Sunday’s polls will be a major test of the National Election Committee and its mandate for neutrality, a leading rights expert says.
“We have noticed that the NEC is not neutral,” said Ou Virak, head of the Cambodian Center for Human Rights. “Its performance is lagging behind. It’s biased toward the ruling party.”
Cambodians will vote for their local commune council leaders across the country on Sunday, choosing among 10 separate parties and amid allegations of election irregularities. Opposition leaders have said as many as 1 million people will not be able to vote, due to problems in the registration and local voting lists, which are overseen by the NEC.
The national election body has failed to address concerns raised by campaigning parties over the last two weeks, Ou Virak said, speaking to VOA Khmer over Skype. “This local election will be a reflection on how much the NEC has developed itself.”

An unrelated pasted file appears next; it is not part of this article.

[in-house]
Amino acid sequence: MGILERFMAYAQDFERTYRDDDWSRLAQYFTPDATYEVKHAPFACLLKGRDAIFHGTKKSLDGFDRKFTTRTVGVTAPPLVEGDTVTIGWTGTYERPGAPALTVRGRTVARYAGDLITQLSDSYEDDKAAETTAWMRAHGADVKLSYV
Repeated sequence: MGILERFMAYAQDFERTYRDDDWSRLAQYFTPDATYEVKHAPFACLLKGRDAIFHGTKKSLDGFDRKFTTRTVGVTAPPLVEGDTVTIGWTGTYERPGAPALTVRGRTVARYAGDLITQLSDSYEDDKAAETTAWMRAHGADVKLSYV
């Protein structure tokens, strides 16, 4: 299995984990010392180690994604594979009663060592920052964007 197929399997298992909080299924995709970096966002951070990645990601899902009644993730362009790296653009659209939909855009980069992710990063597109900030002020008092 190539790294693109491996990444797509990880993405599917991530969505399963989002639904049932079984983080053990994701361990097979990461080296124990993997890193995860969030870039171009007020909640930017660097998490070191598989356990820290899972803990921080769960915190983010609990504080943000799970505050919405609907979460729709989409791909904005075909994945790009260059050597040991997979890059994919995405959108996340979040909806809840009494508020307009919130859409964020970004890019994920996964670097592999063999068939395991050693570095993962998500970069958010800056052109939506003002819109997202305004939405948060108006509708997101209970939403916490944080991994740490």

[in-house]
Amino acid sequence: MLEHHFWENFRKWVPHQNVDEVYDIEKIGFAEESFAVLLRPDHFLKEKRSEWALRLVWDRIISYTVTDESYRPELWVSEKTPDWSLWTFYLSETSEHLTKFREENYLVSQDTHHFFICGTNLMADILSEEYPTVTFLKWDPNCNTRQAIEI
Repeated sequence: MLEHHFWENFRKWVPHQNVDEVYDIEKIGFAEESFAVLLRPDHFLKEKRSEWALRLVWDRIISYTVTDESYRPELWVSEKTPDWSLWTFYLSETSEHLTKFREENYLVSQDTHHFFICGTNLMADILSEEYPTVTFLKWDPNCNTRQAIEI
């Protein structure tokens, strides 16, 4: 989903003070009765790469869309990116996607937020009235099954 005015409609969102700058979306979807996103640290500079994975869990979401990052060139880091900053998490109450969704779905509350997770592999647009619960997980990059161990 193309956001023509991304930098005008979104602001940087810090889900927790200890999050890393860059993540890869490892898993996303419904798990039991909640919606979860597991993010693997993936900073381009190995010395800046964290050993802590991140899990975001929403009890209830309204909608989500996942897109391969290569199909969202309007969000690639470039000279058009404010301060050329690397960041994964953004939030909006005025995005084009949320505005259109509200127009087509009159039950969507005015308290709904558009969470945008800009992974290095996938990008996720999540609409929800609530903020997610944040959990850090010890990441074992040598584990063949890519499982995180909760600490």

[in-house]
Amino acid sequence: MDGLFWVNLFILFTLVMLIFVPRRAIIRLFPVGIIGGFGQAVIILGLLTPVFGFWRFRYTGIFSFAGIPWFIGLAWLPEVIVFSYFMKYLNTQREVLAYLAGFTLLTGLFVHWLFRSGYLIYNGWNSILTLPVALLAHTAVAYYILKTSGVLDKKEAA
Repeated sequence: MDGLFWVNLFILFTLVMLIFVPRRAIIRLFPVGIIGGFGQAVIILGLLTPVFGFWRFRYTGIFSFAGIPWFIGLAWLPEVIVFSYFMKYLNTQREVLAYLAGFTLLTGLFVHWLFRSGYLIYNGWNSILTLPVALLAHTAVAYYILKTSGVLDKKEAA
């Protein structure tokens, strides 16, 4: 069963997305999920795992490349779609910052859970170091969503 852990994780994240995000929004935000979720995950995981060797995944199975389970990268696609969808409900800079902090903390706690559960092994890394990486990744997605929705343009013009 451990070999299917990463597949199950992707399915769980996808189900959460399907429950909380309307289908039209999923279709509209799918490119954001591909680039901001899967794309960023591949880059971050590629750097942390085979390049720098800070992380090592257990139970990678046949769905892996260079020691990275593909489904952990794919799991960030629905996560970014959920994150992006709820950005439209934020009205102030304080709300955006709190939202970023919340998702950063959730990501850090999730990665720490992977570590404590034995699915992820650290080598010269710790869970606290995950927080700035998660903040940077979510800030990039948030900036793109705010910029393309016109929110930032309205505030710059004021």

The NEC often faces criticism of bias toward the ruling Cambodian People’s Party, but officials there say it is an impartial election body.
However, Ou Virak said some of its leaders are members of the ruling party, which damages its independence.
The NEC should be allowed independent recruitment, funding and other measures, he said.
“These are very much beneficial for political stability and maturing democracy in Cambodia,” he said. “If there is confidence in the electoral body, people will not resort to violence or any activity threatening stability.”